Signs of life: More Hawaii commercial real estate deals
HONOLULU (HawaiiNewsNow) - Economic recovery is under way in earnest in the Hawaii commercial real estate market. There are a lot more deals, and the price tags are bigger.
The total value of such deals in 2012 was $2.21 billion, up 81 percent from 2011, Colliers Hawaii said Friday. In the last peak year, 2005, transaction value reached $4.3 billion.
There were 182 deals over $1 million in value in 2012, up 34 percent from the previous year. Hotel deals accounted for only about 10 percent of the sales activity. Retail deals made up 42 percent of the total.
"Since the depths of the recession in 2009," the report said, "Hawaii commercial real estate sales volume has more than tripled."
For the first time in six years, all major commercial property types rose - office, retail, industrial, hotel. Investors bought 56 apartment buildings in Hawaii in 2012.
Major deals of 2012 included the sale of Pearlridge Center for $289 million, the move by Ala Moana Center owner General Growth Properties to buy back the Sears lease for $250 million, and several headline deals for less than $100 million including Lahaina Cannery, Lahaina Gateway, First Insurance Center and the former St. Francis Hospital in Ewa.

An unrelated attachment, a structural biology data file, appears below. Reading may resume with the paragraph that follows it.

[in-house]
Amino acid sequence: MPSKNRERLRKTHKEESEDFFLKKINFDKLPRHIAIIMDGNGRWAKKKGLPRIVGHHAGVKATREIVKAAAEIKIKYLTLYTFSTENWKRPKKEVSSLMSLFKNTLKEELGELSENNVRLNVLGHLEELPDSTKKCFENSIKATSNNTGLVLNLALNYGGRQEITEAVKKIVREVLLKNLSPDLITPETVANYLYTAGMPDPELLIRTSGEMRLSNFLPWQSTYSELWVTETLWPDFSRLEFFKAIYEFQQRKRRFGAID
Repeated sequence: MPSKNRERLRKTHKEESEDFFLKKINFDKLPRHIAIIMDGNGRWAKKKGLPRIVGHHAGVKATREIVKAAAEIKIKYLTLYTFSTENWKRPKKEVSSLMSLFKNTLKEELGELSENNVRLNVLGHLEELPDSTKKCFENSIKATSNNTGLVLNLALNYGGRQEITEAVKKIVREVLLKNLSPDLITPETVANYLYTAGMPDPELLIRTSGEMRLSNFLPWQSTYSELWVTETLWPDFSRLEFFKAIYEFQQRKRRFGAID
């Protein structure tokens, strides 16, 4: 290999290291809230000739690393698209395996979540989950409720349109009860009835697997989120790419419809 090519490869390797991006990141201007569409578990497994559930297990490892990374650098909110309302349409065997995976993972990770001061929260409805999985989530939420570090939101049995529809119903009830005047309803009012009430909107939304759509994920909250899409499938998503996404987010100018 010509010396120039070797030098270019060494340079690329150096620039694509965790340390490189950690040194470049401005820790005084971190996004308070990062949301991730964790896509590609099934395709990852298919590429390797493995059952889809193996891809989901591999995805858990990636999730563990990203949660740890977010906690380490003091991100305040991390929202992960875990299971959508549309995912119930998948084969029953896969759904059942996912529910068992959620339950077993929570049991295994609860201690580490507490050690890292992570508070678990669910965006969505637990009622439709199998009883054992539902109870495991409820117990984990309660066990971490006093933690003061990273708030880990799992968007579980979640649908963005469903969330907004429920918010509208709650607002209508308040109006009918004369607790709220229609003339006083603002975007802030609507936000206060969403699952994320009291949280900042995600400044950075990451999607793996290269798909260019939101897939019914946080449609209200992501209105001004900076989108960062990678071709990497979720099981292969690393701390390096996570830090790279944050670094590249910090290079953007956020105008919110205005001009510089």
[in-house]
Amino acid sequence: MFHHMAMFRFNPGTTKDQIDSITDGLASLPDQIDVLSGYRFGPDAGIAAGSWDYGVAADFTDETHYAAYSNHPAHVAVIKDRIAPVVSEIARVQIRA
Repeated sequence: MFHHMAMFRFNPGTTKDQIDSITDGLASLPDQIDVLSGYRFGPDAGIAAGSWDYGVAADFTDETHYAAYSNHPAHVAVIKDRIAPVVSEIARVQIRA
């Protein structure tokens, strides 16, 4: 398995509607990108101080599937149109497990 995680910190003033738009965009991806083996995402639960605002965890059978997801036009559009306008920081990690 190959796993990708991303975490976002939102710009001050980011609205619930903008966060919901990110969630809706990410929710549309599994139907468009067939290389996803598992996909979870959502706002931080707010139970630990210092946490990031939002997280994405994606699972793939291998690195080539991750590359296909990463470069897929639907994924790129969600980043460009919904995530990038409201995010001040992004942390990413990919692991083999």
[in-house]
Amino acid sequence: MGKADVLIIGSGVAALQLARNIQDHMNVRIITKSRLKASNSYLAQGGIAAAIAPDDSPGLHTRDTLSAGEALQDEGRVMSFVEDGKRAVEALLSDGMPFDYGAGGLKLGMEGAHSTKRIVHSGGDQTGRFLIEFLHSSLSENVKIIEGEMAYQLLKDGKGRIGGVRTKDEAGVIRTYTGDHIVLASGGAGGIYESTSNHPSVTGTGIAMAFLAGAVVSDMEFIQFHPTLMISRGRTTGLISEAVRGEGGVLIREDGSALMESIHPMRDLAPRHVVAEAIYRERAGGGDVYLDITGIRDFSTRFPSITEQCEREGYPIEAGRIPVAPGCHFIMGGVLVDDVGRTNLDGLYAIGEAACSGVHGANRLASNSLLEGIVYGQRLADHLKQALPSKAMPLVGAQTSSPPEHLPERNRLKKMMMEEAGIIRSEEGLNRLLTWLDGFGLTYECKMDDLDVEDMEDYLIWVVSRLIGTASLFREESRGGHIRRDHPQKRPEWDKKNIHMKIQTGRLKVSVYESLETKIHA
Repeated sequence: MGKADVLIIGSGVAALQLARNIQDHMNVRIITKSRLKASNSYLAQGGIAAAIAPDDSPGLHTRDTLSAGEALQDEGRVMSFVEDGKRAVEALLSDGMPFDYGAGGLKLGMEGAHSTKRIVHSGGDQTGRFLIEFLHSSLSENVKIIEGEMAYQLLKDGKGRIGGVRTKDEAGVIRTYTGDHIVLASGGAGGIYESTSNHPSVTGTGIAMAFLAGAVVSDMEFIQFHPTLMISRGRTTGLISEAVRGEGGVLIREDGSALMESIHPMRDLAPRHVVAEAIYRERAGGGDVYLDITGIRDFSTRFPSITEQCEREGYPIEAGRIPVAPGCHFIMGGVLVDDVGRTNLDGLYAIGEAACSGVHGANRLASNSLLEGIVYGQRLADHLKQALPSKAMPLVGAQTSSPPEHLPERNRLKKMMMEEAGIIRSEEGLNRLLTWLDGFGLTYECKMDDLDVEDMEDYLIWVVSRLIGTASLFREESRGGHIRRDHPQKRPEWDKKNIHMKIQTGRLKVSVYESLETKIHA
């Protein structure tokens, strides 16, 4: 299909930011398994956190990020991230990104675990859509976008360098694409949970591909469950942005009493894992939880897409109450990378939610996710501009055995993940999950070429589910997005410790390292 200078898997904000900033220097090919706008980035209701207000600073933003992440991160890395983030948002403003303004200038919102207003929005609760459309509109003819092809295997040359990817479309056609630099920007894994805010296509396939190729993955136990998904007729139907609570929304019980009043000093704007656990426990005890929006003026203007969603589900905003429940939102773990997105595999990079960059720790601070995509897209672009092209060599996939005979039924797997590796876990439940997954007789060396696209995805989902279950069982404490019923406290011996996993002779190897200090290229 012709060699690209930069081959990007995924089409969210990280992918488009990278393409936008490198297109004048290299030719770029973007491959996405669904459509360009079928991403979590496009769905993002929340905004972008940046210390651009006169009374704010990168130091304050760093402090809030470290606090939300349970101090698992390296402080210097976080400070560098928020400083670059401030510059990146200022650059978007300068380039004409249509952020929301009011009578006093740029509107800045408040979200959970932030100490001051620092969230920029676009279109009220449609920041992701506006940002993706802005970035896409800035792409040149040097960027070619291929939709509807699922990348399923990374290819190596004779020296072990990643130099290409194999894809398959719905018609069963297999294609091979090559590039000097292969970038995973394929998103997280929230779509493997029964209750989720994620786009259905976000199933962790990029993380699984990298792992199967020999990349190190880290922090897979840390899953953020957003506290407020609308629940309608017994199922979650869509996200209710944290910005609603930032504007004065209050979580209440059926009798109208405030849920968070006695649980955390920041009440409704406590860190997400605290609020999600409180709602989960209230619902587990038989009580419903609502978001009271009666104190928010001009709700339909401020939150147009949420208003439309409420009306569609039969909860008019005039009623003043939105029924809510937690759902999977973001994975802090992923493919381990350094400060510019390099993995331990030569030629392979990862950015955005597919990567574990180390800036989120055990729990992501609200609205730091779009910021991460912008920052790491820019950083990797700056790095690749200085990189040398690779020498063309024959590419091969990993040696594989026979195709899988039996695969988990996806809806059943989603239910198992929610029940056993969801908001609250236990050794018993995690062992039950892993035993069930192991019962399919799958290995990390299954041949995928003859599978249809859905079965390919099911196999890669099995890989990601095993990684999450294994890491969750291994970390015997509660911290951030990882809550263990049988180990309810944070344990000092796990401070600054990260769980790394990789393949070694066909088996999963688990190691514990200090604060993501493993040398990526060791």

All of those deals except the hospital sale came before October, but more than half of the annual transaction value came in the fourth quarter, when Colliers marked more than $1.15 billion in investment sales transactions across Hawaii.
While distressed sales - where the seller was financially obliged to sell - made up 45 percent of transaction volume in 2011, in 2012 it accounted for only $100 million.
Colliers thinks the recovery has been driven in part by low interest rates, both because it is cheaper to finance a commercial real estate loan and also because investors are looking for higher returns than they can get from money market funds and the like.
Another factor is the desire to move before Congress changes the tax code, possibly unfavorably, as it seeks to reduce the growth in the federal debt.